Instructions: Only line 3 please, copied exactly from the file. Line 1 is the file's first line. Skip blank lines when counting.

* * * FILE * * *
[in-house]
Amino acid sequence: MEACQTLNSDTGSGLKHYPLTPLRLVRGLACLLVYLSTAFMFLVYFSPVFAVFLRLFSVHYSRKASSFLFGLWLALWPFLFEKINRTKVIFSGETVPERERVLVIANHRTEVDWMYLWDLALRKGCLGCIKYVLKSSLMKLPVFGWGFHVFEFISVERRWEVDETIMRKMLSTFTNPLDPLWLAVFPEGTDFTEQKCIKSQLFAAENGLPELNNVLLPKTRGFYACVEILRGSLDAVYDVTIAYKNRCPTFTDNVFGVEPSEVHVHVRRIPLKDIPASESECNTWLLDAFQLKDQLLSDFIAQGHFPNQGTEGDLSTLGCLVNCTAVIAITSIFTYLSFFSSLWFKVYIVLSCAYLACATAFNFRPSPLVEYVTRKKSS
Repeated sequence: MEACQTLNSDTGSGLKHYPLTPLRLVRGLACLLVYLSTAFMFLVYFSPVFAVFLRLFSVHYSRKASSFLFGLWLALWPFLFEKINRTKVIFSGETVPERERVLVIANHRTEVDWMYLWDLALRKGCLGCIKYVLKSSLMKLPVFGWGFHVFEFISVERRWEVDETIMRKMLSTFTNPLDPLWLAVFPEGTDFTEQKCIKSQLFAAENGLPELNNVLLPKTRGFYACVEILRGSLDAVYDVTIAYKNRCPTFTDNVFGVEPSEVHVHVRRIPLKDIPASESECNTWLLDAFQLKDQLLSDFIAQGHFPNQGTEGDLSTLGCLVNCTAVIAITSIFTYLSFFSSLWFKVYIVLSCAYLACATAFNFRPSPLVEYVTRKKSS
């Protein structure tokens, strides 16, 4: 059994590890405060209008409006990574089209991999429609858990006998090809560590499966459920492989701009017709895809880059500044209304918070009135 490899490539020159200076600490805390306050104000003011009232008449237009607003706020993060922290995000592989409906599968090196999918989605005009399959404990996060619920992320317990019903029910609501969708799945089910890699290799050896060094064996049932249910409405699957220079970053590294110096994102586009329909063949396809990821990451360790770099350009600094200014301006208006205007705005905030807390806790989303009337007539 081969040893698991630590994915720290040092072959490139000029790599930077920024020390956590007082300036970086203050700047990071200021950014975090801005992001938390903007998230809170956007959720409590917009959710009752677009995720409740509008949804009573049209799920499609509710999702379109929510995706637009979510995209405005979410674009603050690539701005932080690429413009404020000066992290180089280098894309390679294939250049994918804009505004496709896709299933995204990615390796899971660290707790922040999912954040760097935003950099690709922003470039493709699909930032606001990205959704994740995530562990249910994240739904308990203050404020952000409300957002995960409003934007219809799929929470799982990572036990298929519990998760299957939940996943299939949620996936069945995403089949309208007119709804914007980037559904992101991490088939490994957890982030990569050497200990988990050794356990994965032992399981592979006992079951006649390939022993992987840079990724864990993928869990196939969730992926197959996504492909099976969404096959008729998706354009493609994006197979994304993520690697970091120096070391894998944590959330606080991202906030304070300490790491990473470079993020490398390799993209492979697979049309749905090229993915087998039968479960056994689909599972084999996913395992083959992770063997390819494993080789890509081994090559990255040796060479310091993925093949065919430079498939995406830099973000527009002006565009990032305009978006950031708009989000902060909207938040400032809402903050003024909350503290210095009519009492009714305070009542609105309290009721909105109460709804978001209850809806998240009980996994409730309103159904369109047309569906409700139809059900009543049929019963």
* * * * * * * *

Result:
Repeated sequence: MEACQTLNSDTGSGLKHYPLTPLRLVRGLACLLVYLSTAFMFLVYFSPVFAVFLRLFSVHYSRKASSFLFGLWLALWPFLFEKINRTKVIFSGETVPERERVLVIANHRTEVDWMYLWDLALRKGCLGCIKYVLKSSLMKLPVFGWGFHVFEFISVERRWEVDETIMRKMLSTFTNPLDPLWLAVFPEGTDFTEQKCIKSQLFAAENGLPELNNVLLPKTRGFYACVEILRGSLDAVYDVTIAYKNRCPTFTDNVFGVEPSEVHVHVRRIPLKDIPASESECNTWLLDAFQLKDQLLSDFIAQGHFPNQGTEGDLSTLGCLVNCTAVIAITSIFTYLSFFSSLWFKVYIVLSCAYLACATAFNFRPSPLVEYVTRKKSS